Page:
Let me be clear – Labor supports CCS technology.

With our stable geological storage basins, our existing infrastructure, our world-class technical expertise and our strong regulatory regimes, Australia has a competitive advantage in this field.

I encourage you to continue this crucial work. I know our opponents will seek to politicise CCS and make claims about our position on it – but let us remember it was the Rudd Labor Government that established the Carbon Capture and Storage flagships program and it was the Abbott Liberal Government that slashed the programs in the horror 2014 Budget.

In his speech to the National Press Club last year, our leader, Anthony Albanese, committed to support CCS technologies being able to operate carbon offsets, provided the usual safeguards are met. 

Labor also committed to support the Government if it reinstates the CCS flagship program.

After all, each of the chief scientists, the Intergovernmental Panel on Climate Change and the International Energy Agency recognise that CCS must be part of the global solution to reach net zero emissions.  


I also recognise that many of APPEA’s members are at the forefront of world-leading hydrogen technologies.

Companies such as Yara and Engie’s YURI project in the Pilbara, which will harvest the abundant renewable power in WA to make renewable hydrogen and ammonia as feedstock for renewable chemical production as well as renewable fuel for power generation and shipping.

An Australian hydrogen industry would generate significant opportunities – both in using natural gas to produce hydrogen and in using existing gas infrastructure to process and transport it.

This will lower emissions, reduce energy costs, help deliver energy security and open up new employment and manufacturing opportunities.

As Shadow Trade Minister, I am optimistic about the export opportunities for hydrogen in the decades ahead.

I am excited by the prospect that our existing close trade relationships with some of Asia’s powerhouse economies will help turn the dream of hydrogen exports into reality.  It is a multi-billion-dollar export industry just waiting to happen.


I’d like to leave you with a few policy proposals that show how Labor is responding to the profound changes coming our way.

Policies that will benefit companies like yours.

As more renewable energy gets built, Australia will need the transmission network to support it.

Right now, that network doesn’t properly integrate the full capacity of the growing renewables sector, let alone unlock its potential.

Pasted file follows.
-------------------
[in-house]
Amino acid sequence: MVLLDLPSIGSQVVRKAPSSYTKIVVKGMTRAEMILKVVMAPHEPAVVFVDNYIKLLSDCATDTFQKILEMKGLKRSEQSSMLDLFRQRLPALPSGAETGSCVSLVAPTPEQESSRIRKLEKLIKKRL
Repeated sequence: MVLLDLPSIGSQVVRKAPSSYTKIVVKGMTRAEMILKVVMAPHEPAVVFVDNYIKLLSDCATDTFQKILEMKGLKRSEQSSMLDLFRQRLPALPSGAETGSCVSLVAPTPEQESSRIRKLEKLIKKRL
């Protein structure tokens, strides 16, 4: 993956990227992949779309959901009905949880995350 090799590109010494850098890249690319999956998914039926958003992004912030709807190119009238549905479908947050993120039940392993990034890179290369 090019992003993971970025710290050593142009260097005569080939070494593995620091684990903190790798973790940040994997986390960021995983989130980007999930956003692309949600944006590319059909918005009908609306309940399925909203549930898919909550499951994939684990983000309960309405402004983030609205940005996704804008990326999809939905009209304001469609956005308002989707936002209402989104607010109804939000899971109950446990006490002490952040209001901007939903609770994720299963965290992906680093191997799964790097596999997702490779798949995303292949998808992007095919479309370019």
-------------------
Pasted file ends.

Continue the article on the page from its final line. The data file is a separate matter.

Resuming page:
Labor’s Rewiring the Nation will drive down power prices, give our economy a boost of up to $40 billion and create thousands of new jobs.  

A Labor government would invest $20 billion to rebuild and modernise the grid, in line with a blueprint already completed by the Australian Energy Market Operator and signed off by all governments. 

This will allow growth in new sectors like hydrogen and battery production and revitalise traditional industries like steel and aluminium.

In addition, our Power to the People policy will connect up to 100,000 homes to 400 community batteries around Australia.

This will reduce power bills and emissions by making households less reliant on the electricity grid.

And it will allow households that can’t install solar – like apartment owners and renters – to draw from excess electricity stored in community batteries.

We’ve also announced the first part of our transport policy – our Electric Car Discount – which will exempt electric vehicles from import tariffs and, where EVs are provided through work, fringe benefits tax. 

And finally our National Reconstruction Fund will provide up to $15 billion of capital to invest in job-creating projects through loans, equity and guarantees, with a special focus on value-adding in the resources sector.

The Fund would be administered by an independent board with government setting its mandate to drive investment. 

So this is not about picking winners, but targeting investment in priority areas.


A Labor Government will deliver meaningful action on climate change while embracing the jobs, investment and growth opportunities that come with a net-zero carbon economy. 

We believe we can have a sustainable future AND clean, affordable and reliable energy.

We believe the gas industry is part of the solution.

The gas industry is taking action on climate change and seeking to reach net zero emissions by 2050, while powering great cities and industries here and abroad. Labor recognises this and urges others to do so. 

Thank you again for the work you do for the nation, the jobs you create and best of luck for the rest of the APPEA conference.

Thank you for listening.